Monday, February 26, 2007

Take Cover!! The Kids are Winning!!!!

Hello. Welcome to the end of the world. I mean, the end of February. Who knew the world would end on such a short month? Yes, the short are about to inherit the Earth. I am starting to suspect that in biblical times, "meek" actually meant "short in stature". And good luck to them, I say.

Princess and Little Man are currently ruling our house. Princess is the Queen of the Damned Day, and Little Man is the Prince of Darkness. It is possible that those monikers have already been taken but my precious little children have earned them. DW and I are but their humble slaves, me not so humble. People who come to visit are made to dance for their pleasure and sent away when they become boring.

In many ways, Princess is like an open book. One that is held open at the spine and shaken to make ALL the words come out together in a slightly meaningful jumble, but pretty hard to follow. Every sentence consists of her using every word she knows in an entirly new arrangement. She knows more words than a team of monkeys banging mindlessly away at keyboards trying to write a Shakespearean play. She also sounds like a team of monkeys banging mindlessly away at keyboards trying to write a Shakespearean play.

However, occassionally, she shows remarkable insight. We have now taught her the emergency phone number and she already knows our street address. We were cautious about this step in case we had the firebrigade show up to help her open a tub of yoghurt with those annoying tops that either tear when they shouldn't, or flick yoghurt onto your hand or glasses. She understands that the number must only be used in an emergency, and she was concerned as to what might be considered such. Without alarming her too much (perhaps I shouldn't have acted out possible scenarios - or used the tomato sauce) we explained that she should only call the number if DW or I are unable. So she asked how she would know if we were unable. This time we explained that if she asks us if she should ring the number, and we don't answer, then she should ring the number. Amazingly, she took it very seriously and can recite the procedure perfectly now. Still, I'm expecting to come home one night to a firetruck outside and several fireman sitting at my table eating yoghurt.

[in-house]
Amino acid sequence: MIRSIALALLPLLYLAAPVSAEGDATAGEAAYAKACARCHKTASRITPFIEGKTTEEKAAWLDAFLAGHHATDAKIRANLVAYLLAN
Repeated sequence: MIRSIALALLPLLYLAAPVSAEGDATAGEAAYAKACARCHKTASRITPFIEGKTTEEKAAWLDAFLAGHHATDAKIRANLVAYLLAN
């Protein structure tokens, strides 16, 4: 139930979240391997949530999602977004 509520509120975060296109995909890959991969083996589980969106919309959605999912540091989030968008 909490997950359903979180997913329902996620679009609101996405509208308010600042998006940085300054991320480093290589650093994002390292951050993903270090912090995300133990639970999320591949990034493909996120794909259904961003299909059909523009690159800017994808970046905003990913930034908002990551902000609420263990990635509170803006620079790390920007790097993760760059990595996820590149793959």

While I think of it, I should share another little Princess story. As can happen when things get tense at home, usually after weeks of Little Man not sleeping, DW was getting a little fed up with Princess asking for more food. She does this most of the time through the day. She doesn't eat much but likes as much variety as she can manage. Anyway, the other day, DW was getting a little hot under the collar with Princess and I. I, being the wiser of the two, recognized he powder keg when DW said, "Sometimes I'm treated like just a chef around here." As I turned to run, I heard Princess stand toe to tiny toe with DW and say, "You a chef? That's a good one, mum!" You may have heard the explosion. It was visible from space.

Little Man is making his own presence felt by becoming every bit as demanding as his big sister. Though he has only a few words, and some of them are not really words, no matter what DW says, he can usually get his point accross. "I want food." "I want water." "I want juice." "I want cheese." "Make me laugh." "Entertain me." "Pick me up." "Put me down." Pick me up." Put me down." "I want sultanas." "I want sausages." "I want whatever Princess is having." "No, I actually want you to take the thing out of her hands and give it to me." "Wipe my bottom." It doesn't end.